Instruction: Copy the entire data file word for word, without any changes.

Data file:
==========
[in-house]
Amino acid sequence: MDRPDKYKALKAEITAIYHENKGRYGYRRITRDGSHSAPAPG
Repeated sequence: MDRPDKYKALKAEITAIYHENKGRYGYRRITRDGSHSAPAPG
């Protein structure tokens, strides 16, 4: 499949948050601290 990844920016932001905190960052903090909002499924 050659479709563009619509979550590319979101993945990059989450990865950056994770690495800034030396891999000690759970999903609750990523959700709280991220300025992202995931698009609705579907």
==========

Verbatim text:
[in-house]
Amino acid sequence: MDRPDKYKALKAEITAIYHENKGRYGYRRITRDGSHSAPAPG
Repeated sequence: MDRPDKYKALKAEITAIYHENKGRYGYRRITRDGSHSAPAPG
């Protein structure tokens, strides 16, 4: 499949948050601290 990844920016932001905190960052903090909002499924 050659479709563009619509979550590319979101993945990059989450990865950056994770690495800034030396891999000690759970999903609750990523959700709280991220300025992202995931698009609705579907």